Art, Architecture, Design & Travel

Top 10 Painters Of Reknown

Top 10 Artists / Painters of all time

1. Leonardo Da Vinci (1452–1519) Renaissance painter, scientist, inventor, and more. Da Vinci is one of most famous painters in the world for his iconic Mona Lisa and Last Supper.

2. Vincent Van Gogh (1853–1890). Dutch post-impressionist painter.
Famous paintings include; Sunflowers, The Starry night, and Cafe Terrace at Night.

3. Rembrandt (1606–1669) Dutch Master. One of the greatest painters, admired for his vivid realism.
Famous paintings include The Jewish Bride and The Storm of the Sea of Galilee.

4. Michelangelo (1475–1564) Renaissance sculptor, painter and architect.
Famous paintings include his epic ceiling mural on the Sistine Chapel.
 5. Claude Monet (1840–1926) French impressionist painter. ;  Famous paintings include Waterlilies, Women in Garden, and Impression Sunrise.

6. Pablo Picasso (1881–1973) Spanish, modern ‘cubist’ painter.
 Famous works include Guernica and Bird of Peace.

7. Raphael (1483–1520) Italian painter. Raphael, da Vinci and Michelangelo make up the high Renaissance trinity.
Famous paintings include Mond Crucifixion and The Wedding of the Virgin.

8. August Renoir (1841–1919) French painter, one of the early pioneers of impressionism. Also influenced by Italian renaissance.
Famous works include Dance at Le Moulin de la Galette and On the Terrace.

9. Jan Vermeer (1632–1675) Dutch painter who specialised in genre painting – vivid depictions of still life.
Famous paintings include :
View of Delft, Girl With a Pearl Earring, and The Milkmaid.

10. Paul Cezanne (1839–1906) French post-impressionist painter.
Famous paintings include:
 The Card Players and Still Life with a Curtain.

More Art And Artists

Henri Matisse

No artist is as closely tied to the sensual pleasures of color as Henri Matisse. His work was all about sinuous curves rooted in the traditions of figurative art, and was always focused on the beguiling pleasures of pigment and hue. “I am not a revolutionary by principle,” he once said. “What I dream of is an art of balance, of purity and serenity, devoid of troubling or depressing subject matter…a soothing, calming influence on the mind, something like a good armchair.”
Famous Works: Woman with a hat, Woman reading

Jackson Pollock

Hampered by alcoholism, self-doubt and clumsiness as a conventional painter, Pollock transcended his limitations in a brief but incandescent period between 1947 and 1950 when he produced the drip abstractions that cemented his renown. Eschewing the easel to lay his canvases fait on the floor, he used house paint straight from the can, flinging and dribbling thin skeins of pigment that left behind a concrete record of his movements—a technique that would become known as action painting.
Works : Abstract Expressionism- Autumn rhythm, blue poles

Edvard Munch

I scream, you scream we all scream for Munch’s The Scream, the Mona Lisa of anxiety. In 2012, a pastel version of Edvard Munch’s iconic evocation of modern angst fetched a then-astronomical price of $120 million at auction (a benchmark which has since been bested several times). Munch’s career was more than just a single painting. He’s generally acknowledged as the precursor to Expressionism, influencing artists such 20th-century artists as Egon Schiele, Erich Heckel and Max Beckmann.
Famous work – The Scream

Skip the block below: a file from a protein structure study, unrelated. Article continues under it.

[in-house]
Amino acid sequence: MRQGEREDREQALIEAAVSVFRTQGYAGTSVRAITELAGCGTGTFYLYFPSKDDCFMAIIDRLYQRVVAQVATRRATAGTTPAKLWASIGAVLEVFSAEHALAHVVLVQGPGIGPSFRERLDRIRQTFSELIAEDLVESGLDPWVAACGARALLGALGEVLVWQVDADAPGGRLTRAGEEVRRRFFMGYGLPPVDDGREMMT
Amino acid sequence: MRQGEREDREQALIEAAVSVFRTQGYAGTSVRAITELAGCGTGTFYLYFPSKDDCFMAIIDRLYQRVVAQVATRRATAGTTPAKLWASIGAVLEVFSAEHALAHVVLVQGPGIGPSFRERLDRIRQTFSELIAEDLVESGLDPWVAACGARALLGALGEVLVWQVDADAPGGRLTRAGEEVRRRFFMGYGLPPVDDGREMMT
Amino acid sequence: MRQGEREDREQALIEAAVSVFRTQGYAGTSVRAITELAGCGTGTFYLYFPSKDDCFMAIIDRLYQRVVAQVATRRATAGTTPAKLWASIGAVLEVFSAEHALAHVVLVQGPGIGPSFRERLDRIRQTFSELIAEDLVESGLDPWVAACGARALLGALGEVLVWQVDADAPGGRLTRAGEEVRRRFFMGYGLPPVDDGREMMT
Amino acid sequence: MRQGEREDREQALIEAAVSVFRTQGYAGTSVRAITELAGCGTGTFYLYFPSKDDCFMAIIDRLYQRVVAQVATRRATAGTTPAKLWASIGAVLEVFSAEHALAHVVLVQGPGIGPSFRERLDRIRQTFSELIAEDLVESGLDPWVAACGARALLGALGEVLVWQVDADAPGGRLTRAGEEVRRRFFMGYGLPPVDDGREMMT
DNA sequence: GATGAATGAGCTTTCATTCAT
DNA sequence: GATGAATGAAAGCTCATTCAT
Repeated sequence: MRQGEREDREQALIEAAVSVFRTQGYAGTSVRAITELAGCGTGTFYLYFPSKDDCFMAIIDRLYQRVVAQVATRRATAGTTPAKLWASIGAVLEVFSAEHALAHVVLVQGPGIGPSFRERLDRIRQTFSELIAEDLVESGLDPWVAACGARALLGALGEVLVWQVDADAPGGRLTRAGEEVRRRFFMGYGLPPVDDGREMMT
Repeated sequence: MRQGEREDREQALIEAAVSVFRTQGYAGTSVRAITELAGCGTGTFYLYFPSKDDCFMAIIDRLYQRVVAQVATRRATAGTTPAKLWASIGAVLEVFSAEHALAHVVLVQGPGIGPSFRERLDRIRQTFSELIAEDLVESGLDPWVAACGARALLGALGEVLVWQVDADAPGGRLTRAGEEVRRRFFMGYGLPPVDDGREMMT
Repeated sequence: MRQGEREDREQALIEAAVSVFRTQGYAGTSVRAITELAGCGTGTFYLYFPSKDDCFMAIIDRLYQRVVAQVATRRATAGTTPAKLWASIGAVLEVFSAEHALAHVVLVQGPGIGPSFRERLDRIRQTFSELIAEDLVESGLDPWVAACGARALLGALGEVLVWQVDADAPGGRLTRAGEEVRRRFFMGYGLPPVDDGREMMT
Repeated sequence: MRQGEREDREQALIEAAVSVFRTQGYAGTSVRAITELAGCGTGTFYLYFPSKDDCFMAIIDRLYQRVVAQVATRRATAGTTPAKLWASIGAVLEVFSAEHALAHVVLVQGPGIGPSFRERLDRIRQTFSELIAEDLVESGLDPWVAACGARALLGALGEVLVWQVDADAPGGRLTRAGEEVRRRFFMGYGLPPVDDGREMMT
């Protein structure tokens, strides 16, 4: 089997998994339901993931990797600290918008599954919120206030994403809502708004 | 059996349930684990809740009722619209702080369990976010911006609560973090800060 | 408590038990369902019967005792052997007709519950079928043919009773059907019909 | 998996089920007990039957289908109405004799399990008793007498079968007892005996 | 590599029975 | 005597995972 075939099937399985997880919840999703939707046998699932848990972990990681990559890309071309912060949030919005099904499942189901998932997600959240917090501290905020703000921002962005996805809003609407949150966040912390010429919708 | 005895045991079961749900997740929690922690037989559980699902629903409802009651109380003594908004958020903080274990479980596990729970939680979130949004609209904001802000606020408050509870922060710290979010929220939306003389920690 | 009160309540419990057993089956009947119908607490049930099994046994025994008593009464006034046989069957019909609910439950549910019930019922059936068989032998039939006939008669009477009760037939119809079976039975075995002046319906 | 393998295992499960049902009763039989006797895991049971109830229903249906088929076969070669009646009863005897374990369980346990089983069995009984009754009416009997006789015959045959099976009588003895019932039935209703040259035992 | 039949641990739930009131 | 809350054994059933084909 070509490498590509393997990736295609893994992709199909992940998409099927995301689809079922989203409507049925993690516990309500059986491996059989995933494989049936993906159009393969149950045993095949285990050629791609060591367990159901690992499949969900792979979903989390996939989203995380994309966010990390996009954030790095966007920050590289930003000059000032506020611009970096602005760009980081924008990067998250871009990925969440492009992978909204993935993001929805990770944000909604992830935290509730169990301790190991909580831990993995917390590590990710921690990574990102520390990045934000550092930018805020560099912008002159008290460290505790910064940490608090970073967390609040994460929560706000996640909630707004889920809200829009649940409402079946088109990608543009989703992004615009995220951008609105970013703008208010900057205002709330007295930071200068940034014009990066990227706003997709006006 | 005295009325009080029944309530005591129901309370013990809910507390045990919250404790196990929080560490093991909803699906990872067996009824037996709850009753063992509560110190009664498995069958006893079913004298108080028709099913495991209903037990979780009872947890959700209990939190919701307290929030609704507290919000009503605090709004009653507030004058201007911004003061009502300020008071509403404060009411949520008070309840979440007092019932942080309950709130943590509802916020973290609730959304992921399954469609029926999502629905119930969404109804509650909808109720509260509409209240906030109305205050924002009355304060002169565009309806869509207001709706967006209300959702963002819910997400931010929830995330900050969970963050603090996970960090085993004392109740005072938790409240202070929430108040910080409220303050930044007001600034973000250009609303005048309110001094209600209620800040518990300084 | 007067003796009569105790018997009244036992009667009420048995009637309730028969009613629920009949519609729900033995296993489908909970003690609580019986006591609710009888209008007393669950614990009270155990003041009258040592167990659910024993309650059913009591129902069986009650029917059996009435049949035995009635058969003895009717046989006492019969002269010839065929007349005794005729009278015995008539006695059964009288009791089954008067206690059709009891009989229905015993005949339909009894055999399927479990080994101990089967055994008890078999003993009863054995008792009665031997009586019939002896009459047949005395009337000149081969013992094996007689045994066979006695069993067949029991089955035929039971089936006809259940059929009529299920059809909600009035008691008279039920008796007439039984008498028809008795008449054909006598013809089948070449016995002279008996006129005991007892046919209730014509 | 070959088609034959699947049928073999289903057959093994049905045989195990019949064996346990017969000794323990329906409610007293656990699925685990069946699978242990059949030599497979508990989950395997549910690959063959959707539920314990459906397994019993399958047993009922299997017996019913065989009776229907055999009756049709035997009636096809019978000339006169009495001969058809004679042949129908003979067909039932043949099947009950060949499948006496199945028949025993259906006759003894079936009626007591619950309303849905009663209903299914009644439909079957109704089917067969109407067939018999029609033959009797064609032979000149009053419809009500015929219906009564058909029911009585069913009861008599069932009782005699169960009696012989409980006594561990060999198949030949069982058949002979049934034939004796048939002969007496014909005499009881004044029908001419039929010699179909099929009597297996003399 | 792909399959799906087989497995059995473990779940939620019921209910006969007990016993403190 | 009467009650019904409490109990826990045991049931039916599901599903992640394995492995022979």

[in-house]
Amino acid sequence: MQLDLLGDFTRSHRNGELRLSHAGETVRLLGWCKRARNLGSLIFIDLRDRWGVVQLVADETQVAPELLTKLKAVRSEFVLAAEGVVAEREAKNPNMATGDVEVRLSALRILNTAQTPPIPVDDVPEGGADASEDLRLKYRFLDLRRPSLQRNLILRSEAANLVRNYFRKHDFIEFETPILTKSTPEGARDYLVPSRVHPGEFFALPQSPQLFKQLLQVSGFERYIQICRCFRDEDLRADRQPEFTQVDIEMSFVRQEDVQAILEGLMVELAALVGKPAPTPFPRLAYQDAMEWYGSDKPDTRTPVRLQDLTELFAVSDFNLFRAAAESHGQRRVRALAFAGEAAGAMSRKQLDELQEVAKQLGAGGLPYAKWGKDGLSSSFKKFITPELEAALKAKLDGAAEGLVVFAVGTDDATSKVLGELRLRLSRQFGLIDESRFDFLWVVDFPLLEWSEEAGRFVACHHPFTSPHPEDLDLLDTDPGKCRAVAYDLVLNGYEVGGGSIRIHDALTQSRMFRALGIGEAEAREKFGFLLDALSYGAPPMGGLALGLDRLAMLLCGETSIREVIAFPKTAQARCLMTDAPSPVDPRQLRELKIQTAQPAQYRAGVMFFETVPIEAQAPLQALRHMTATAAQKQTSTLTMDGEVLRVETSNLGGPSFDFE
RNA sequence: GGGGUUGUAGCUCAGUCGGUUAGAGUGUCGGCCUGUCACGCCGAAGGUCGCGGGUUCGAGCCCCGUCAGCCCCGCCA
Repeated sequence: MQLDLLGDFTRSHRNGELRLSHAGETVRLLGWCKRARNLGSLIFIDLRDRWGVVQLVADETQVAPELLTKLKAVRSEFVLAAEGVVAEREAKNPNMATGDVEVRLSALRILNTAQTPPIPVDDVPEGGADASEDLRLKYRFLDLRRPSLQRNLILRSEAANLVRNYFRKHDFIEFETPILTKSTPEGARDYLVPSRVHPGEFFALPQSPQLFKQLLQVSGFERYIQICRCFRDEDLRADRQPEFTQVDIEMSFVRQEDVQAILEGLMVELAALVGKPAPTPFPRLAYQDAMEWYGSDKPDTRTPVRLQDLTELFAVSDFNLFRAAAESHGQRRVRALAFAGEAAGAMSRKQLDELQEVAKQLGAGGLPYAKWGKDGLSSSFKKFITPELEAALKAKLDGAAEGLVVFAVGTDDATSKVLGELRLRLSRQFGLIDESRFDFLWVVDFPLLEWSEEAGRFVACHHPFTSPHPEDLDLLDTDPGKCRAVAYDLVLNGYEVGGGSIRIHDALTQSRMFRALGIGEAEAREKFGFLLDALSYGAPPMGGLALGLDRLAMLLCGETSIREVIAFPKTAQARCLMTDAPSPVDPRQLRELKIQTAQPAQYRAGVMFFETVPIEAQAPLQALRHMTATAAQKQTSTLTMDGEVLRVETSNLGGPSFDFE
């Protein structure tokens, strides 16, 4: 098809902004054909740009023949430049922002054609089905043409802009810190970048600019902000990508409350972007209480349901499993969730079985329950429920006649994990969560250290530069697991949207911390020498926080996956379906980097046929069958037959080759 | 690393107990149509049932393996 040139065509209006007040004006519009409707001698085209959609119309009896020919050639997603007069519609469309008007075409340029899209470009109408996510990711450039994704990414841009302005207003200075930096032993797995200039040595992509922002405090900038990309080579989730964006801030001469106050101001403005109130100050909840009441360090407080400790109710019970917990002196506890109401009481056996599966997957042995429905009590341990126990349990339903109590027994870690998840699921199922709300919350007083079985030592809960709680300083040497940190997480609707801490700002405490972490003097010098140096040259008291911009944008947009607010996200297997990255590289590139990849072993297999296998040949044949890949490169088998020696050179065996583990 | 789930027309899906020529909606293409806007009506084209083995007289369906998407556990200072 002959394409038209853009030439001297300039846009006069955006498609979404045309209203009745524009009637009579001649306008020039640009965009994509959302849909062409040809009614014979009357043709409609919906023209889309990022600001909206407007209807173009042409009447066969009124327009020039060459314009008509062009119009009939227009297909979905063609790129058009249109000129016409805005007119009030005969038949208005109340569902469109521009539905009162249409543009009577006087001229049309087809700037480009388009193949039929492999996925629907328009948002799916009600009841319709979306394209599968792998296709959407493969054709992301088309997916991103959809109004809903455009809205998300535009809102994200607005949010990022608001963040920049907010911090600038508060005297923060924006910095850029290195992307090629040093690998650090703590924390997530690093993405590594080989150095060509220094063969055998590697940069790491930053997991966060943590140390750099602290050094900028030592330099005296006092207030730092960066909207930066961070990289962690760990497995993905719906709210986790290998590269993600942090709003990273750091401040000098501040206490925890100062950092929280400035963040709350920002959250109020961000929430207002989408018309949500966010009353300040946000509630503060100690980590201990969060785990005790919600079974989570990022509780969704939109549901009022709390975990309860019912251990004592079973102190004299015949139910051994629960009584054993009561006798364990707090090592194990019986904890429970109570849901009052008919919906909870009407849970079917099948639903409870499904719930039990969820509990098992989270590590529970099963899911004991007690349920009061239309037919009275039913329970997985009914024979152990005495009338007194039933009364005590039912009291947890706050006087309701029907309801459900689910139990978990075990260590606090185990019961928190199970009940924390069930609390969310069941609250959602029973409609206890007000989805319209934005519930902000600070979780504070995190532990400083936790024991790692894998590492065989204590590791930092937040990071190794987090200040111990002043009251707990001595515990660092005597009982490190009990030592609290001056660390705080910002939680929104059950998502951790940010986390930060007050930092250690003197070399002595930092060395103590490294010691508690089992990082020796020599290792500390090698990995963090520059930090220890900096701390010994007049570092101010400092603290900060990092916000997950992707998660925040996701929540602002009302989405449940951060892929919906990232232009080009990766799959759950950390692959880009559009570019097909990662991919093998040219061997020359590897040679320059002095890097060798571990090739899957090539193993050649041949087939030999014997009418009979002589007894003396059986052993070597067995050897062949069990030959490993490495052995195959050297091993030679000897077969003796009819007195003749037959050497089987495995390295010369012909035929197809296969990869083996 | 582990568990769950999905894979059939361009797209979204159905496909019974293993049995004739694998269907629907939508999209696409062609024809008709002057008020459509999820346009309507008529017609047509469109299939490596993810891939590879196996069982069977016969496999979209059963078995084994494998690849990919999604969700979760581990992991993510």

Gustav Klimt

The fin de siècle Viennese Symbolist painter Gustav Klimt is know for using gold leaf, something he picked up on while visiting the famous Byzantine frescoes in Ravenna Italy. He most famously put the idea to use in his masterpiece, Portrait of Adele Bloch-Bauer I—also know as Austria’s Mona Lisa—a painting looted by the Nazis during World War II. The story of its eventual return to its rightful owner served as the basis of the film, Woman In Gold, starring Helen Mirren. Another Klimt painting, The Kiss, is equally iconic.
Famous Work : The tree of life , The Kiss

Salvador Dalí

Dalí was effectively Warhol before there was a Warhol. Like Andy, Dalí courted celebrity almost as an adjunct to his work. With their melting watches and eerie blasted landscapes, Dalí’s paintings were the epitome of Surrealism, and he cultivated an equally outlandish appearance, wearing a long waxed mustache that resembled cat whiskers. Ever the consummate showman, Dalí once declared, “I am not strange. I am just not normal.”
Works: The Persistence of Memory, Galatea of the Spheres and The Great Masturbator. Salvador Dali. The Burning Giraffe (1937) Tuna Fishing (1967) The Dream Caused by the Flight of a Bee (1944) Galatea of the Spheres (1952) Metamorphosis of Narcissus (1937)

Andy Warhol

Technically, Warhol didn’t invent Pop Art, but he became the Pope of Pop by taking the style out of the art world and bringing it into the world of fashion and celebrity. Starting out as a commercial artist, he brought the ethos of advertising into fine art, even going so far as to say, “Making money is art.” Such sentiments blew away the existential pretensions of Abstract Expressionism. Although he’s famous for subjects such as Campbell’s Soup, Marilyn Monroe and Elvis Presley, his greatest creation was himself.

Frida Kahlo

The Mexican artist and feminist icon was a performance artist of paint, using the medium to lay bare her vulnerabilities while also constructing a persona of herself as an embodiment of Mexico’s cultural heritage. Her most famous works are the many surrealistic self-portraits in which she maintains a regal bearing even as she casts herself as a martyr to personal and physical suffering—anguishes rooted in a life of misfortunes that included contracting polio as a child, suffering a catastrophic injury as a teenager, and enduring a tumultuous marriage to fellow artist Diego Rivaera.

The Last Supper by Leonardo Da Vinci

Related Posts